We see Paul hitting his stride after his ministry in Corinth. There is greater power in his ministry. The seven sons of Sceva envy that power and attempt to obtain it by imitation. But they are beaten and run our naked, teaching them, and us, some lessons on power.
Firstly, power is not good or bad. It is simply the ability to make change. It is how one uses it.
Secondly, power does not come from imitation. The seven sons of Sceva believed that power was ritual, a magical understanding.
Thirdly, power does not come from knowledge. When the people of Ephesus hear how the sons of Sceva was run out, they bring their books of magic. They see the danger of such false power.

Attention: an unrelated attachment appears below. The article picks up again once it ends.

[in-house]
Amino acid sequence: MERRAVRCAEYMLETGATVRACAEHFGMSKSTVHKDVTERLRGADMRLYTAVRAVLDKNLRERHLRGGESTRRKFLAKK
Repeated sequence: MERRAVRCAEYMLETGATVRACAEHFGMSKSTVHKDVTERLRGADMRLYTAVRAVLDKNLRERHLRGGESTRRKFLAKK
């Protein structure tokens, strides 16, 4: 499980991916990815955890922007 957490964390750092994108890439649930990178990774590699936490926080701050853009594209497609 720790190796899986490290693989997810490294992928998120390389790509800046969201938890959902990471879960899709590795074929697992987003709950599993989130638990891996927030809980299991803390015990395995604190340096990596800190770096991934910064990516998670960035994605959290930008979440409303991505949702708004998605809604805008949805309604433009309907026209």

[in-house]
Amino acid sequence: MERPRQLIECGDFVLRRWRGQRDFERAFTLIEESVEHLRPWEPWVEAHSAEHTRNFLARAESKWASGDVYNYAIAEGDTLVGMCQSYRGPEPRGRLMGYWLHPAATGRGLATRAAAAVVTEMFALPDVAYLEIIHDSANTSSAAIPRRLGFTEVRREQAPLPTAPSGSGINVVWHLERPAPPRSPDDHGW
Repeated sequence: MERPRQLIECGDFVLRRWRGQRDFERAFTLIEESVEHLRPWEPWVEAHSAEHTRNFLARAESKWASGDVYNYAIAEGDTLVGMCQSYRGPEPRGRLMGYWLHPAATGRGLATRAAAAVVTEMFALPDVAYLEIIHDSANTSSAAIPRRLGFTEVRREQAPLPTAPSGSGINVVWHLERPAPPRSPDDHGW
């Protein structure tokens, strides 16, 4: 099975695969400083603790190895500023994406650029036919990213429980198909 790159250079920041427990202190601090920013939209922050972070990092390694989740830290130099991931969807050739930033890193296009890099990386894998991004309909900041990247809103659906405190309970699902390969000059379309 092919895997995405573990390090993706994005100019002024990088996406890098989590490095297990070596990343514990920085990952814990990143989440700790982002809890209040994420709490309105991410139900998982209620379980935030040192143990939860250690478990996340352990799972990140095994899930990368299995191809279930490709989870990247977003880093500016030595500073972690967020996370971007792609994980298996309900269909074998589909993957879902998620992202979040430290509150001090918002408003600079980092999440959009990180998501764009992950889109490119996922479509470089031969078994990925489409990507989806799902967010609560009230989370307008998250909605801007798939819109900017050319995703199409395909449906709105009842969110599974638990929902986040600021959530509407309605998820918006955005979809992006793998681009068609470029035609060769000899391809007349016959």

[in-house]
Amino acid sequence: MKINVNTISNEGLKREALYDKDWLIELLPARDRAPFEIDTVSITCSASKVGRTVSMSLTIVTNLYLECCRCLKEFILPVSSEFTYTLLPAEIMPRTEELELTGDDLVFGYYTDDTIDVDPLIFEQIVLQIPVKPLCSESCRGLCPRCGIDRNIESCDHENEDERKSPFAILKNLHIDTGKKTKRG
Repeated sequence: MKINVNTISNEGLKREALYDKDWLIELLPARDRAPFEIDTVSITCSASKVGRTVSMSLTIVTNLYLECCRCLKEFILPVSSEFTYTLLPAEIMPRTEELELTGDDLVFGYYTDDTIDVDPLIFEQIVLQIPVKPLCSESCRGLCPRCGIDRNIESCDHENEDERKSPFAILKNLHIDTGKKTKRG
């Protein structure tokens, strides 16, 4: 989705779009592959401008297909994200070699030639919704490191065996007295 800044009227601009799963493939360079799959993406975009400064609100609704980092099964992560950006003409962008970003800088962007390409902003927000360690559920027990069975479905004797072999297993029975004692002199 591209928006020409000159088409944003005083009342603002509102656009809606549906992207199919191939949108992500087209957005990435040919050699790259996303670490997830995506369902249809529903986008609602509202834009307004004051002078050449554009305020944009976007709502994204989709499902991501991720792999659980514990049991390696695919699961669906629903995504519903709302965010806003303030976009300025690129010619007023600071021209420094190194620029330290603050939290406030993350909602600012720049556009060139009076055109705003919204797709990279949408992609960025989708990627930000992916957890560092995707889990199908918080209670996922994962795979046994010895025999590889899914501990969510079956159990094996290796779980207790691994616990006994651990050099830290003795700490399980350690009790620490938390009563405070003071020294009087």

Fourthly, in Paul we see that true power is not in imitation or knowledge but in relationship. Paul heals because God is with him. Power is relational.
More specifically, it is not that Paul knows God and how to use that relationship. It is that God knows Paul. Knowing the president gives no advantage if the president does not know us. But if the president knows us, the president can be tapped to do things for us.
God knows Paul so God heals through Paul.
God knows us by name. We are known by God. This is the ground of our power to do the work of God.